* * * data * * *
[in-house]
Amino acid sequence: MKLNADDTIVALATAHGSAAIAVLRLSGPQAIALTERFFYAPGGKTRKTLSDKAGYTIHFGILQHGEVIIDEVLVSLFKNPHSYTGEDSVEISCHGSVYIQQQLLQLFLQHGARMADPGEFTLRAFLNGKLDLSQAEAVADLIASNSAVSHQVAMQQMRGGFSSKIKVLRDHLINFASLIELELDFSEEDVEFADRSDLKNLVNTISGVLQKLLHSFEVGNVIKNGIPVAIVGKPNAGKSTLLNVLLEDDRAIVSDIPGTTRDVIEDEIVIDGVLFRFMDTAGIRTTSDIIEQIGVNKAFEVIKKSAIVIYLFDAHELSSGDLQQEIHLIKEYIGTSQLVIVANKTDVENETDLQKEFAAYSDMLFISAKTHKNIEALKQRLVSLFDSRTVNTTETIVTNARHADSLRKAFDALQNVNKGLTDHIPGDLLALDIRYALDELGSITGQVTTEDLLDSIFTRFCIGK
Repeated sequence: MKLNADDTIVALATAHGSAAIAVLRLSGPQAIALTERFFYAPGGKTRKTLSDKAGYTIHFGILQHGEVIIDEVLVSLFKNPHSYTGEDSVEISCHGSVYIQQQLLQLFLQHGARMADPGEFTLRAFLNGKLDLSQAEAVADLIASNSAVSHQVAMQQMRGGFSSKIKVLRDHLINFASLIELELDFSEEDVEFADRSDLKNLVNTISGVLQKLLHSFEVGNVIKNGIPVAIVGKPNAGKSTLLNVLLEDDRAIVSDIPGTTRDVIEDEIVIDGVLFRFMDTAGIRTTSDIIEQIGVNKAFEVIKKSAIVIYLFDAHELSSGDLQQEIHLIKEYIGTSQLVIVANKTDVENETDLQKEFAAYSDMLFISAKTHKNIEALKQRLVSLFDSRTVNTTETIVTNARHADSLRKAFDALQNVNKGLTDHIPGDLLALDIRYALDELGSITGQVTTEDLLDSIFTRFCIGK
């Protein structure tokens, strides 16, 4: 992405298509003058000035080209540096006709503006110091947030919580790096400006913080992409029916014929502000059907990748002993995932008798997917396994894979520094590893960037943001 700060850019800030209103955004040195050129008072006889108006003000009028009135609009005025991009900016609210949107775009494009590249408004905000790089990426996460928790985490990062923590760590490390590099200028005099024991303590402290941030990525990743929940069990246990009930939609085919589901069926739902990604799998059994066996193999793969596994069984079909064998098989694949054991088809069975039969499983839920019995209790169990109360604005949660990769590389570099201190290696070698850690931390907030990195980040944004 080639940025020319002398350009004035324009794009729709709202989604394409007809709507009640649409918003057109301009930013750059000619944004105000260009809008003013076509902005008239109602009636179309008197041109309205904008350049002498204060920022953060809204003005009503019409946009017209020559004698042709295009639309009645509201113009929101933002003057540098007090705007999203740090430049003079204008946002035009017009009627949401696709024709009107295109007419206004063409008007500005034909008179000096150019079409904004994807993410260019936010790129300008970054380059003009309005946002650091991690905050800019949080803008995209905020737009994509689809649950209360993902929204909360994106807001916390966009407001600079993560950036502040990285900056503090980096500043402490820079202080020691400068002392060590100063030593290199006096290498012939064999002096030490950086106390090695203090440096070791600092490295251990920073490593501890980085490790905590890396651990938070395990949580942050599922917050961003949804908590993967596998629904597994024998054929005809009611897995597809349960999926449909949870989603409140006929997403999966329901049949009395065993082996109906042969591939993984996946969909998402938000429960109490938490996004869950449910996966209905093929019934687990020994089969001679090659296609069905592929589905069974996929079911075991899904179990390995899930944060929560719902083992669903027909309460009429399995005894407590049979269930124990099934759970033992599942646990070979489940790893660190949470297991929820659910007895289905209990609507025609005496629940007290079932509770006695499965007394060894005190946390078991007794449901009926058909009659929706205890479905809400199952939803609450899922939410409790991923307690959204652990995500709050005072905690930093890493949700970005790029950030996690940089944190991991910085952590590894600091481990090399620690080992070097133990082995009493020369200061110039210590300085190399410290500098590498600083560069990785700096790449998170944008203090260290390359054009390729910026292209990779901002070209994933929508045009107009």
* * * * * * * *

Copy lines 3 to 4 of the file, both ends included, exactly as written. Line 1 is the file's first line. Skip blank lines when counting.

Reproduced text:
Repeated sequence: MKLNADDTIVALATAHGSAAIAVLRLSGPQAIALTERFFYAPGGKTRKTLSDKAGYTIHFGILQHGEVIIDEVLVSLFKNPHSYTGEDSVEISCHGSVYIQQQLLQLFLQHGARMADPGEFTLRAFLNGKLDLSQAEAVADLIASNSAVSHQVAMQQMRGGFSSKIKVLRDHLINFASLIELELDFSEEDVEFADRSDLKNLVNTISGVLQKLLHSFEVGNVIKNGIPVAIVGKPNAGKSTLLNVLLEDDRAIVSDIPGTTRDVIEDEIVIDGVLFRFMDTAGIRTTSDIIEQIGVNKAFEVIKKSAIVIYLFDAHELSSGDLQQEIHLIKEYIGTSQLVIVANKTDVENETDLQKEFAAYSDMLFISAKTHKNIEALKQRLVSLFDSRTVNTTETIVTNARHADSLRKAFDALQNVNKGLTDHIPGDLLALDIRYALDELGSITGQVTTEDLLDSIFTRFCIGK
């Protein structure tokens, strides 16, 4: 992405298509003058000035080209540096006709503006110091947030919580790096400006913080992409029916014929502000059907990748002993995932008798997917396994894979520094590893960037943001 700060850019800030209103955004040195050129008072006889108006003000009028009135609009005025991009900016609210949107775009494009590249408004905000790089990426996460928790985490990062923590760590490390590099200028005099024991303590402290941030990525990743929940069990246990009930939609085919589901069926739902990604799998059994066996193999793969596994069984079909064998098989694949054991088809069975039969499983839920019995209790169990109360604005949660990769590389570099201190290696070698850690931390907030990195980040944004 080639940025020319002398350009004035324009794009729709709202989604394409007809709507009640649409918003057109301009930013750059000619944004105000260009809008003013076509902005008239109602009636179309008197041109309205904008350049002498204060920022953060809204003005009503019409946009017209020559004698042709295009639309009645509201113009929101933002003057540098007090705007999203740090430049003079204008946002035009017009009627949401696709024709009107295109007419206004063409008007500005034909008179000096150019079409904004994807993410260019936010790129300008970054380059003009309005946002650091991690905050800019949080803008995209905020737009994509689809649950209360993902929204909360994106807001916390966009407001600079993560950036502040990285900056503090980096500043402490820079202080020691400068002392060590100063030593290199006096290498012939064999002096030490950086106390090695203090440096070791600092490295251990920073490593501890980085490790905590890396651990938070395990949580942050599922917050961003949804908590993967596998629904597994024998054929005809009611897995597809349960999926449909949870989603409140006929997403999966329901049949009395065993082996109906042969591939993984996946969909998402938000429960109490938490996004869950449910996966209905093929019934687990020994089969001679090659296609069905592929589905069974996929079911075991899904179990390995899930944060929560719902083992669903027909309460009429399995005894407590049979269930124990099934759970033992599942646990070979489940790893660190949470297991929820659910007895289905209990609507025609005496629940007290079932509770006695499965007394060894005190946390078991007794449901009926058909009659929706205890479905809400199952939803609450899922939410409790991923307690959204652990995500709050005072905690930093890493949700970005790029950030996690940089944190991991910085952590590894600091481990090399620690080992070097133990082995009493020369200061110039210590300085190399410290500098590498600083560069990785700096790449998170944008203090260290390359054009390729910026292209990779901002070209994933929508045009107009």